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Inside Dental Technology
June 2018
Volume 9, Issue 6

Coworkers Carefully Chosen

How many of us feel as if we are wandering through our lives, searching for that one special person? It can be a romantic partner, close friend, or simply someone we can rely on and trust. It's funny how the one thing almost every person seeks also seems to be one of the most difficult to discover. Finding the right people with whom to surround ourselves seems even more challenging today.

In our technology-driven society, which has been fashioned to simplify many of life's difficulties, people nevertheless struggle with the age-old question of discovering soulmates, friends, and even trusted coworkers. Technology seems to dupe us into believing troubles can be resolved in seconds. As easy as it is to look for any sort of partner online, statistics show that today single people outnumber married people. Perhaps some human dilemmas are not as simple as swiping right on a photo.

Just like with a romantic relationship or a partnership, finding people who share similar interests, goals, and passions in the workplace proves exceedingly difficult. Almost every technician I speak with is looking for that perfect fit. Although the number of technicians in the US has increased slightly in recent years, the demand for technicians seems higher than ever. Finding any technician is difficult enough on its own, but finding the right fit is an ever more daunting task.

Regardless of the type or size of the laboratory, we are all looking for individuals with certain indispensable qualities. We want a technician who is responsible, takes initiative, and is well trained or willing to learn, or both. Yet, like the complex search for romantic partners, which arguably should not be solely based on a few simple features or qualities, our search for employees is not as simple as it may appear. Perhaps your laboratory needs an artist, a partner, an associate, or someone whose training would bring a novel skillset to your team. In the search for an employee to complement your laboratory's strengths, being clear about what you really want and expect from people is critical in successfully choosing what works in your environment.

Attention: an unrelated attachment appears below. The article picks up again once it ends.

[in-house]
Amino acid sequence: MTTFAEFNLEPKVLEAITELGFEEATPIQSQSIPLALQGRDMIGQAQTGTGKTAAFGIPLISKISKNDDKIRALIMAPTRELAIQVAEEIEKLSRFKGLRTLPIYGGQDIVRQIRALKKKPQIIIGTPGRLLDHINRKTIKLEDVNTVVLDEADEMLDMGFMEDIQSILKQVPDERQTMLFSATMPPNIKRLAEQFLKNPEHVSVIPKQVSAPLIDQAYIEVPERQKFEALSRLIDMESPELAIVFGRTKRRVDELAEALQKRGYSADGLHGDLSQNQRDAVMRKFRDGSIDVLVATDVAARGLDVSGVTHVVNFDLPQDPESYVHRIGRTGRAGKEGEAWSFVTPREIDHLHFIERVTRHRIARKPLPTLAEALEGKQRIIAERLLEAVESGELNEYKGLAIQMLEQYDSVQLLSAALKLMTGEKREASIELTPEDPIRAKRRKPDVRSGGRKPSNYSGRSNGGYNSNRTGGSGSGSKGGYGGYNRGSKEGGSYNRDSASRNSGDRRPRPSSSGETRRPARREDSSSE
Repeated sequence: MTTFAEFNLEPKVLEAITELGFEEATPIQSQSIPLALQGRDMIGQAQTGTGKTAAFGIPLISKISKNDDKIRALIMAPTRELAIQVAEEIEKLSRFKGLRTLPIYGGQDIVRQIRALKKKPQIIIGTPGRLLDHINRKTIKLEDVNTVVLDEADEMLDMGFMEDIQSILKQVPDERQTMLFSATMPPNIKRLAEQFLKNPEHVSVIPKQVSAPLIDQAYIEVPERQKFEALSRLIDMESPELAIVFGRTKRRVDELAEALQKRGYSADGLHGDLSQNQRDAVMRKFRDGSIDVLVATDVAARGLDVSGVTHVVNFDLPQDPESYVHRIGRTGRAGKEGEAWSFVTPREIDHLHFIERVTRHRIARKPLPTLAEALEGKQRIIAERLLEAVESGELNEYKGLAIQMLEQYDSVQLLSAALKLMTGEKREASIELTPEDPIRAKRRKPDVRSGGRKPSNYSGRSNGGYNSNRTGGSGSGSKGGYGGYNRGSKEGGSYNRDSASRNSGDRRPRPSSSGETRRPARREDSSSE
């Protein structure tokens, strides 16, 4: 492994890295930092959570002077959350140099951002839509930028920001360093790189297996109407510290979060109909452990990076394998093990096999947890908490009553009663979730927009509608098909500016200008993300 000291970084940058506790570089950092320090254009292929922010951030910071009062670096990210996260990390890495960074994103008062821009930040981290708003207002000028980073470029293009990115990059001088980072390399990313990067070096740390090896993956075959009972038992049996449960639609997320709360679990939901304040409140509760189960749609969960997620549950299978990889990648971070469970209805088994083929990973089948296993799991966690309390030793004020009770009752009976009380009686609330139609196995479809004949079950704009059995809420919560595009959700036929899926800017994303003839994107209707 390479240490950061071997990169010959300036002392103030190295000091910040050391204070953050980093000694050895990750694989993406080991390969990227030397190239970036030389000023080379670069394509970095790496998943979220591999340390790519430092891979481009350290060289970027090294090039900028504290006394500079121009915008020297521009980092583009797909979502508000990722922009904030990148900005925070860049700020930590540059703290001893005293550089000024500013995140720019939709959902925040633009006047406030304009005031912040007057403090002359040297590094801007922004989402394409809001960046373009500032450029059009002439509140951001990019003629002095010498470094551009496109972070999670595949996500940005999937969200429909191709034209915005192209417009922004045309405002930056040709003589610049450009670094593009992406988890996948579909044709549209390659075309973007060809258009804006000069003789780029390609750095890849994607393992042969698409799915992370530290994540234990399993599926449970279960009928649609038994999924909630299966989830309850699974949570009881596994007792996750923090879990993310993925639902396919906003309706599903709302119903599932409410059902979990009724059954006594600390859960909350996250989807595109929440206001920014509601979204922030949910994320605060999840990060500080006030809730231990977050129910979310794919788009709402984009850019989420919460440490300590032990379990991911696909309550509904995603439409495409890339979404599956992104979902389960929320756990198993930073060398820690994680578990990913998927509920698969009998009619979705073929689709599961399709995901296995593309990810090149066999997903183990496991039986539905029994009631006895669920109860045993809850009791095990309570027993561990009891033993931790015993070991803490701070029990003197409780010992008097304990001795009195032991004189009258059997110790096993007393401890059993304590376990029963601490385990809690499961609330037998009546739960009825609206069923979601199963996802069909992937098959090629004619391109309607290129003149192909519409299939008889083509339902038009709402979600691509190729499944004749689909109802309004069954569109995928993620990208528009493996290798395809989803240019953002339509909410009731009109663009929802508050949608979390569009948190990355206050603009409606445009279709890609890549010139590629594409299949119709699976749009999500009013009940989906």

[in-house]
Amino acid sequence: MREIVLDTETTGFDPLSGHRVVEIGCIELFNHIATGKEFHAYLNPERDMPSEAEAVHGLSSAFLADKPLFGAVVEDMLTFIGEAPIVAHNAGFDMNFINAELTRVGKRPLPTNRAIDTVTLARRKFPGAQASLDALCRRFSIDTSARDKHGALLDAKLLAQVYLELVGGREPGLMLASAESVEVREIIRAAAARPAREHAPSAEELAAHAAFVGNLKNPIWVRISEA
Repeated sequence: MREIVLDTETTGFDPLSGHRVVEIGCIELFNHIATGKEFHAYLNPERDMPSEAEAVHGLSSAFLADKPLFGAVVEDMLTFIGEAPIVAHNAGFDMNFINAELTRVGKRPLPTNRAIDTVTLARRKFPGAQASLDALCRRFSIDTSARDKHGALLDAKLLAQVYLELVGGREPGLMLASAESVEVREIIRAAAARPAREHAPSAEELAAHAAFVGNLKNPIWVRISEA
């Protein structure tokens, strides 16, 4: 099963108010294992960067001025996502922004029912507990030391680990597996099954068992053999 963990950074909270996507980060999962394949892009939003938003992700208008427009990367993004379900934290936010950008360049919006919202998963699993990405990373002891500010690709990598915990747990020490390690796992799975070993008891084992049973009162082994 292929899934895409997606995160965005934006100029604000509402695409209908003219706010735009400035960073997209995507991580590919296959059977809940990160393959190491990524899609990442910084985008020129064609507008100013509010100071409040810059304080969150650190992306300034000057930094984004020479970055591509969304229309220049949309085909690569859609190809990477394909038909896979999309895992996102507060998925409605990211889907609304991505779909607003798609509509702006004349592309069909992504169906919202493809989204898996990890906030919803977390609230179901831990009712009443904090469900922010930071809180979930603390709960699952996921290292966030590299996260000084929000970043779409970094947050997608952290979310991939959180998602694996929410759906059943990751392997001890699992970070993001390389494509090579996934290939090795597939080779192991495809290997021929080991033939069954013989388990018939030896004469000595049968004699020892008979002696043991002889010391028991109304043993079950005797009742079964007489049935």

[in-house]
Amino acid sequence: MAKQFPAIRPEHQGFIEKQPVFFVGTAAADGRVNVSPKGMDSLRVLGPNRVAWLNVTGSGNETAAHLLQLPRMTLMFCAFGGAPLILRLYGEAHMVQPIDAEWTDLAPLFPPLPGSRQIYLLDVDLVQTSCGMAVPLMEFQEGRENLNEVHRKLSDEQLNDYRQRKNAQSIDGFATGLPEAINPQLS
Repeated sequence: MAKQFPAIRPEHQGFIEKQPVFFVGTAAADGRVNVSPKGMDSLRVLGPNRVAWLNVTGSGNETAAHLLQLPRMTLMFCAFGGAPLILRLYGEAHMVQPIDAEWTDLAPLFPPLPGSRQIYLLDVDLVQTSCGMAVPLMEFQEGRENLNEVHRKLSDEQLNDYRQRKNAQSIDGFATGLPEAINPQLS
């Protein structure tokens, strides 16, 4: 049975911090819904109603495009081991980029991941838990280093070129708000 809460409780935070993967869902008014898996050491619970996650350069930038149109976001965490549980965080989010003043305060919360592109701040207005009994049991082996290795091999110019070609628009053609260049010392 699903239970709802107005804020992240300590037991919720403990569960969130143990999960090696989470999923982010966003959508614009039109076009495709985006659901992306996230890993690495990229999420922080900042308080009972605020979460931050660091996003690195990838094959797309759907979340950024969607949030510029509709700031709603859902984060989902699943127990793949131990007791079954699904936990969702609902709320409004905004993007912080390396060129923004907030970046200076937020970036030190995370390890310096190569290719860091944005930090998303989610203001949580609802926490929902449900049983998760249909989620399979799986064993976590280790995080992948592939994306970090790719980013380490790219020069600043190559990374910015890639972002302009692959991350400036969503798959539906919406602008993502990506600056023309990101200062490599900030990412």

Do not fall into the trap of impatience in the vetting process. If we can learn something from the people searching for their soulmates, it is that technology cannot always replace human interaction. The false assumption that the rapidity of technology is worth sacrificing time spent with another individual demonstrates that the vetting process may be one of the single most important aspects of our search. We cannot decipher if a technician is the right fit based only on their picture or credentials. It is essential that we take the time to make critical appraisals of the person with whom we may be spending a large amount of time or who may be representing our business. Yes, vetting a potential coworker takes time. But fast decisions and easy fixes usually do not pan out for the long haul on either side; often the people who show the most interest in vetting their potential coworkers and work environment are the ones who work out best.

Peter Pizzi, MDT, CDT

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